- September 2016
- President’s Notes
- Should Your Wool Be RWS Certified?
- Patagonia Buys American in Wool Restart
- Reporting Rules Show Little Change
- Eastern Roots, Western Training
- Genetic Data Pays Off at Sale Barn
- UK Ovine Genetics Available Again in U.S.
- Polypay Takes on Parasite Study
- Comments Submitted on Uruguay Proposal
- Market Report
- The Last Word
To View the September 2016 Digital Issue — Click Here
Burton Pfliger, ASI President
ASI works on federal regulations often times as much as legislation. In 2015 and 2016, the regulatory side of representing sheep producers and feeders has been very prominent.
Much of last year was consumed with the new Department of Labor regulations governing our H-2A sheepherder program, as well as reaction to the Waters of the U.S. proposal.
We started this year with active support of a proposed rule by the U.S. Department of Agriculture to increase lamb market transparency and accuracy. Following the annual meeting in January, we met with USDA’s Agricultural Marketing Service on a draft proposal it was interested in presenting to the sheep industry, wondering whether or not it should be pushed to the point of receiving public comment.
Peter Orwick and I covered the meeting for ASI with other livestock and meat-industry groups. The department took input from ASI and lamb meat companies and issued the proposed reporting updates for public comment in March. However, in August, the decision came back to implement only one of the three proposals. It is a disappointing decision considering the four years of effort by the ASI Lamb Council – with a significant investment of funds and time to pursue – as well as a lot of time spent by USDA.
We gained a better lamb report overall with changes we supported in the congressional reauthorization of mandatory price reporting in the fall of 2015 adding, I believe, one new packer to reporting and four importing firms. We anticipate a study from leading economists prior to the next reauthorization that will show deficits and improvements that we can hopefully work from on your behalf.
At Sheepusa.org you can view the comments from ASI and others on another ag proposal that would allow bone-in lamb from Uruguay into the United States. We worked with risk analysis experts and provided USDA with a number of issues that should be addressed in order to protect American agriculture and economy from Foot and Mouth Disease. We asked that they pull the proposal until the out of date reviews and questions are resolved. My own thought is there is a reason lamb imports from that country have been boneless only, as is the case today with beef imports from Uruguay.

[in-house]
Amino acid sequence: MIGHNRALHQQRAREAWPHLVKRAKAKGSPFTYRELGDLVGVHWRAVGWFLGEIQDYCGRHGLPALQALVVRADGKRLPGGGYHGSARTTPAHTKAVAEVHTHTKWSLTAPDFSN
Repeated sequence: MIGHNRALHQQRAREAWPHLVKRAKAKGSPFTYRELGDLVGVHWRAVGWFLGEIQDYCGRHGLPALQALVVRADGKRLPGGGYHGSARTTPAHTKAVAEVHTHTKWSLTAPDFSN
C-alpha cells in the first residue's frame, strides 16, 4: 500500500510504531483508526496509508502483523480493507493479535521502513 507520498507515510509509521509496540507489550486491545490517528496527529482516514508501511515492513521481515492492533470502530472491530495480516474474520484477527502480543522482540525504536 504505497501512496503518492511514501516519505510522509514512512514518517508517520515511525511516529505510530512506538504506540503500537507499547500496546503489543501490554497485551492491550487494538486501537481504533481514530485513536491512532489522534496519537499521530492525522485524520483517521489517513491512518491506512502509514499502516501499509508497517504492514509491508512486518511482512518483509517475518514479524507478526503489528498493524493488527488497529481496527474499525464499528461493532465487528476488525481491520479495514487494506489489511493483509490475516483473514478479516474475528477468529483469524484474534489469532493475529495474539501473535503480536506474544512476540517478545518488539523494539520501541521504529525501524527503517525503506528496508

At press time, we were drafting (with animal health and veterinarian volunteers) a formal response to yet another proposed regulation by USDA to update our BSE restrictions in international trade. This rule has been years in the making and again we are reviewing to protect the American sheep industry. Obviously, we don’t want any regulations that would weaken our scrapie eradication program in America. We have invested tens of millions in funds by government and sheep operations to advance the most aggressive eradication program on the face of the earth. We certainly don’t want that undone, so we have to ensure our government does it correctly.
Ultimately, there will be some changes in trade as USDA matches BSE regulations to international standards – perhaps in breeding stock or germplasm. We have read a lot lately – as you likely have – from the United Kingdom about sheep farmers expecting to trade meat here. If allowed for the first time since 1993, they will surely find the U.S. market is one of the most crowded in the world. Their English cousins from Australia and New Zealand are already more than filling the import role.
The sage grouse decision on ESA listing was a positive for our industry. Ranchers have been very proactive in the Dakotas, Montana, Utah and Wyoming, but new federal land management plans coming to light might be even more restrictive than an endangered species listing. In some cases, proven state plans aren’t being given the respect they deserve, given their positive results.
At the rate we are seeing regulations, I might have to write on this topic again in a month or two.
In other news, sales of the Sheep Production Handbook have been brisk this summer with the new edition available in time for the fall semester at universities all across the country. Let’s Grow program events also continue each month. We had a national webinar in recent weeks that you can view on our website, as well as two sponsored events in Idaho in the past month with more on the horizon in other states.
I am pleased the executive board recommended budgets for the coming year that the ASI board will have voted on by the time you read this column. We can then reload the program accounts and move forward in wool, education, animal health and on the legislative and regulatory programs of ASI.
Also, the new cost of sheep production budgets are available for your use. The budgets – built by agriculture economists well acquainted with the sheep industry – are split into several regions so you can choose the one that is most similar to your location and production style. I think it is helpful to look at all the production expense and revenue averages to then view what can be done on your operation.